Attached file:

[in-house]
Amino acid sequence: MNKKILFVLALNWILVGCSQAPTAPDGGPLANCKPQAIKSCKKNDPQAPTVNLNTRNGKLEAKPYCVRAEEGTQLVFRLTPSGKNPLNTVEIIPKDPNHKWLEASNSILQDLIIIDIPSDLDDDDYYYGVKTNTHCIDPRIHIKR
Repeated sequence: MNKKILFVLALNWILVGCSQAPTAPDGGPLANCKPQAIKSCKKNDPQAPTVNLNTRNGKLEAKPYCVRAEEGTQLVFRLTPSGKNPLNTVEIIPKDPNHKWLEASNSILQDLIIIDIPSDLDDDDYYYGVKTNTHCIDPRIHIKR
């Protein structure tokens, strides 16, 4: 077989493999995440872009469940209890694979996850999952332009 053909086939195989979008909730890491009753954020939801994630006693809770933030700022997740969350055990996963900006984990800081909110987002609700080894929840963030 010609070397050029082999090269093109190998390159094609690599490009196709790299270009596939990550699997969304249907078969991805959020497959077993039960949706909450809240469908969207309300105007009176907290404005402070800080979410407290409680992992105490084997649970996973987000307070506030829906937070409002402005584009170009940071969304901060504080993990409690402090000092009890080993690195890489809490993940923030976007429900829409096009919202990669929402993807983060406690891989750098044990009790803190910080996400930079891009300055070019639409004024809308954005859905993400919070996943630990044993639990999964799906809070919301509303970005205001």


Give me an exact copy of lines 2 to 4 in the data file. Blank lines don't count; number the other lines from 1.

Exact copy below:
Amino acid sequence: MNKKILFVLALNWILVGCSQAPTAPDGGPLANCKPQAIKSCKKNDPQAPTVNLNTRNGKLEAKPYCVRAEEGTQLVFRLTPSGKNPLNTVEIIPKDPNHKWLEASNSILQDLIIIDIPSDLDDDDYYYGVKTNTHCIDPRIHIKR
Repeated sequence: MNKKILFVLALNWILVGCSQAPTAPDGGPLANCKPQAIKSCKKNDPQAPTVNLNTRNGKLEAKPYCVRAEEGTQLVFRLTPSGKNPLNTVEIIPKDPNHKWLEASNSILQDLIIIDIPSDLDDDDYYYGVKTNTHCIDPRIHIKR
């Protein structure tokens, strides 16, 4: 077989493999995440872009469940209890694979996850999952332009 053909086939195989979008909730890491009753954020939801994630006693809770933030700022997740969350055990996963900006984990800081909110987002609700080894929840963030 010609070397050029082999090269093109190998390159094609690599490009196709790299270009596939990550699997969304249907078969991805959020497959077993039960949706909450809240469908969207309300105007009176907290404005402070800080979410407290409680992992105490084997649970996973987000307070506030829906937070409002402005584009170009940071969304901060504080993990409690402090000092009890080993690195890489809490993940923030976007429900829409096009919202990669929402993807983060406690891989750098044990009790803190910080996400930079891009300055070019639409004024809308954005859905993400919070996943630990044993639990999964799906809070919301509303970005205001």